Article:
Thursday, July 7, 2016

Without Sounding "Political"

by Giselle Renarde


My girlfriend's mother didn't have a problem with queer people--it was our "politics" she objected to.

She liked gay people as individuals. Working in theatre as she did (and as my girlfriend does), she had many gay friends. She held genuine affection for them... she just didn't approve of them wanting legal rights and such.

My girlfriend never came out to her mother, either as trans or as a lesbian. I've mentioned before that Sweet isn't out with her family. She's genuinely afraid of losing them. The one family member who discovered she's trans hasn't spoken to her since.

She doesn't feel that would have happened with her mother. Her mother wouldn't have abandoned her--she simply wouldn't have understood what it means to be trans, or why Sweet would want to live as a woman. Their relationship would have changed, become less comfortable and more stilted. That's what my girlfriend believes. 

Her mother died a few years ago so I guess we'll never know.

I can't help wondering how it's possible to "have no problem" with queer people, to have lifelong friends who are gay, and yet not want to be troubled by our politics--where "politics" indicates a want and need for human rights and legal protections.

I also can't help wondering if Sweet's mother would have changed her tune if my girlfriend had come out as trans and lesbian. This woman was a genuinely caring person. I can attest to that because I knew her. But she didn't know me as her daughter's girlfriend. Would she have treated me differently if she'd known me in a different context? 

Would she have treated her son differently as a daughter?

Would she have found my girlfriend's gender identity too... political?

That's the thing about queer bodies--and trans bodies in particular. Our very existence is highly politicized, and that doesn't usually start with us. It's imposed on us. We're just living our lives... until we're told we don't have the right. That's when we choose: we give in or fight.


Do I want to be a political queer? Not particularly. I'm a quiet person who just wants to live a quiet life. But what happens when I get my census form and I'm given the choice of telling the government I'm male or female. I don't identify strongly with either of those choices. On the inside, I feel pretty non-binary, genderfucked, androgynous, questioning. My gender identity isn't perfectly pinned down.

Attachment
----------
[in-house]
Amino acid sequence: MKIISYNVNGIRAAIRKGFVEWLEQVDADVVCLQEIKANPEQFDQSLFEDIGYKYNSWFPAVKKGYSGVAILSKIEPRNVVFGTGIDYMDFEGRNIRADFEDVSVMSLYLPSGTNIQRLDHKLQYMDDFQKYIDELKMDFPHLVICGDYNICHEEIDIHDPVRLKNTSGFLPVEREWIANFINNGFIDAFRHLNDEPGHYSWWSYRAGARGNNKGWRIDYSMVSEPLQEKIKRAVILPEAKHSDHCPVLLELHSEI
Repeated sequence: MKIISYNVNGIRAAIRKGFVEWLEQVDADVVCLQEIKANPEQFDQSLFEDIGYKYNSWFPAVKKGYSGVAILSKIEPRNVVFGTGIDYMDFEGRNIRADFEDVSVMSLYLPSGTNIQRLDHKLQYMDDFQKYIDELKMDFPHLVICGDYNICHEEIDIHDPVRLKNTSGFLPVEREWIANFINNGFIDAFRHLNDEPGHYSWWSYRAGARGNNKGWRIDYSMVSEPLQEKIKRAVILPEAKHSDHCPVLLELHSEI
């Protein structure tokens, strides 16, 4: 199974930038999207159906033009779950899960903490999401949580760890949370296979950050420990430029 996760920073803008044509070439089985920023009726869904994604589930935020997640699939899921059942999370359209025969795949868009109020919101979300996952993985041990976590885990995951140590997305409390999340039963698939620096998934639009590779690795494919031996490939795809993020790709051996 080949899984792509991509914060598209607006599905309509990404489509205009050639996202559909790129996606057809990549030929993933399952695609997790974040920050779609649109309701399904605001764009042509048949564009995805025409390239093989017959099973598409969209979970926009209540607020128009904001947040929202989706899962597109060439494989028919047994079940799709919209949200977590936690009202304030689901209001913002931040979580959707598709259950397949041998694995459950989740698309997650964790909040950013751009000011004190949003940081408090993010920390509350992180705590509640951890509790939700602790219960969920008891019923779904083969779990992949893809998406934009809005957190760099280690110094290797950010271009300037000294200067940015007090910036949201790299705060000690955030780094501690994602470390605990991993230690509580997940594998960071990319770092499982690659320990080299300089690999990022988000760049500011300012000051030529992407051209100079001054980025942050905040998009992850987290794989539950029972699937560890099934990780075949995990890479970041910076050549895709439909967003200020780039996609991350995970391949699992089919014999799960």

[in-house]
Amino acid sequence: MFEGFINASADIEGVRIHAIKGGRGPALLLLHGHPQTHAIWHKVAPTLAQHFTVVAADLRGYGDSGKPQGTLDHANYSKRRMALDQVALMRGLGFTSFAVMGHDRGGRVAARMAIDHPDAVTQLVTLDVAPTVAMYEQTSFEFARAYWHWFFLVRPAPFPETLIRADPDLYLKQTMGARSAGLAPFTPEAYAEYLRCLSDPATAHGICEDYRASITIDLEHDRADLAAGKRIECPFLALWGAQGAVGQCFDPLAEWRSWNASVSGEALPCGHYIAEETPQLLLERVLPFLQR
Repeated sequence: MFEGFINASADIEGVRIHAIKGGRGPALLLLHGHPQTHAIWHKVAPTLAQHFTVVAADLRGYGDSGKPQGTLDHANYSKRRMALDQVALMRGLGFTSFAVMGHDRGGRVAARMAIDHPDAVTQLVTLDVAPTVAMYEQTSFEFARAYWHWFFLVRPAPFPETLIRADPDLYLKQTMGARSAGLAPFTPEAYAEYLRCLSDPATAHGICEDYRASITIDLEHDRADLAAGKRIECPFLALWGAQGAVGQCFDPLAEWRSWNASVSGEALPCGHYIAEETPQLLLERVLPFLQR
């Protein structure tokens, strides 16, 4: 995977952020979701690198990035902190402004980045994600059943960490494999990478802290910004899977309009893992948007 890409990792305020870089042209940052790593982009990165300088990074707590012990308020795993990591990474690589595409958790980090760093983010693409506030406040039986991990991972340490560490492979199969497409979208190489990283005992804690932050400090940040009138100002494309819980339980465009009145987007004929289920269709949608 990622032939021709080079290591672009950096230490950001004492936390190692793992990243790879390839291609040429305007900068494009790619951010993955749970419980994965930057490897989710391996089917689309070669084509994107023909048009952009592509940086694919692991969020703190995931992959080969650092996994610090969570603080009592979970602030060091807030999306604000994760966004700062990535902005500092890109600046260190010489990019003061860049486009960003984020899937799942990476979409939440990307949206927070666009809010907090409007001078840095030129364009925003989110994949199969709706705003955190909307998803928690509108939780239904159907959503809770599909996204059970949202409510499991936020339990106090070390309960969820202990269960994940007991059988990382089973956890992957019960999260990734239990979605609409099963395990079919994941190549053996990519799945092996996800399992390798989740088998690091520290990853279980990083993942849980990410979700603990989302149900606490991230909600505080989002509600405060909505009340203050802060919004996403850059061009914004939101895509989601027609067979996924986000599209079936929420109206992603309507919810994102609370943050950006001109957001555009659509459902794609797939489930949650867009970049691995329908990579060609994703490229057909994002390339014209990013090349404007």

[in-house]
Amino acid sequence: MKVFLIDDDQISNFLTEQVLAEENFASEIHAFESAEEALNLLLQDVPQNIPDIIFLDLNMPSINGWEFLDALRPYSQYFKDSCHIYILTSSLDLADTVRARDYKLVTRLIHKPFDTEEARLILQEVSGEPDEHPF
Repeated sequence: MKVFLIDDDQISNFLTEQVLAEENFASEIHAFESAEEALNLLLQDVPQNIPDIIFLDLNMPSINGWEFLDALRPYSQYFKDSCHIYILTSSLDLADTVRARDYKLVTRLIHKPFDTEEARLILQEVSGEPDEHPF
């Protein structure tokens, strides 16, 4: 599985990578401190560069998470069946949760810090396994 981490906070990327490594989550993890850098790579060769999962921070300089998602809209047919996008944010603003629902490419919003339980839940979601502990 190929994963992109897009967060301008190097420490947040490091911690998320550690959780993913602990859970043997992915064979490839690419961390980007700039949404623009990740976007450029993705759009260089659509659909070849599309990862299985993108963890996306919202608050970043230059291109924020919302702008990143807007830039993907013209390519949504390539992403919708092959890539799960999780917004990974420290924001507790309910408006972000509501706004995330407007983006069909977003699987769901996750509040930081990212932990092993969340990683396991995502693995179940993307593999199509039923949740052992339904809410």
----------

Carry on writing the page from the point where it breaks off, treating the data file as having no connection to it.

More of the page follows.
How do I convey that sentiment to the government?

...without sounding "political"?

5 comments:

  1. I think for many people "political" equals "public," so that liking queer individuals is okay, but as a group or groups demanding rights they seem to be going public in ways that force others to focus on and approve of their "lifestyle" which may be imagined as "icky" even if they're otherwise considered friends.

    The census question is interesting and complex. I was interviewed today by someone preparing a magazine article, and one of her questions was about preferred use of pronouns in the queer community. I haven't noticed any general consensus on the matter--I suppose the use of "they" as singular descriptor comes closest--but really, if we're looking at gender as a continuum with infinite and often fluctuating points, a general consensus may be impossible. As far as choices on a census goes, the best we can hope for is a third choice of "other," and I've heard a rumor that my state is going to do that. Not that it feels all that good to be classed as "other," either, for different reasons.

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  2. It seems you're forced, by your very existence, to descend into politics. (Why did I say "descend"? Couldn't it be "ascend"?)

    On the other hand, it's possible to become so political that you can't deal with people as individuals--you can only relate to them based on the groups they belong to. Maybe that's what Sweet's mom was talking about.

    Politics also generates fractures. Every time Jean writes about her experiences with the lesbian culture wars, I shudder. Talk about a waste of potentially useful energy!

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    1. Considering the state of US politics these days, it's no wonder you picked 'descent'.

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  3. I think it's like white people who say they're not prejudiced because they have "a black friend." No one asks the black friend what he/she thinks about that person. But they don't want to be confronted with the reality of white privilege, or face black outrage, because it makes them feel uncomfortable. Note, for black folks not talking hasn't really worked out that well. For white folks who can ignore the whole issue, it's SNAFU.

    How have we come to this point? I thought the US is supposed to be the land of the free and equal. When did we get so segmented? What is everyone so afraid of? The best defense is acceptance. Instead of sitting around building more bombs to protect ourselves, we need to welcome everyone seeking freedom to our shores. Then there won't be any need for someone to say we're discriminators who deserve to die for our prejudices. They'll have to blow up their own folks first, since they'll be standing in front of them saying, "No bombs here, please, we live here too."

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  4. You've said this so well, Giselle.

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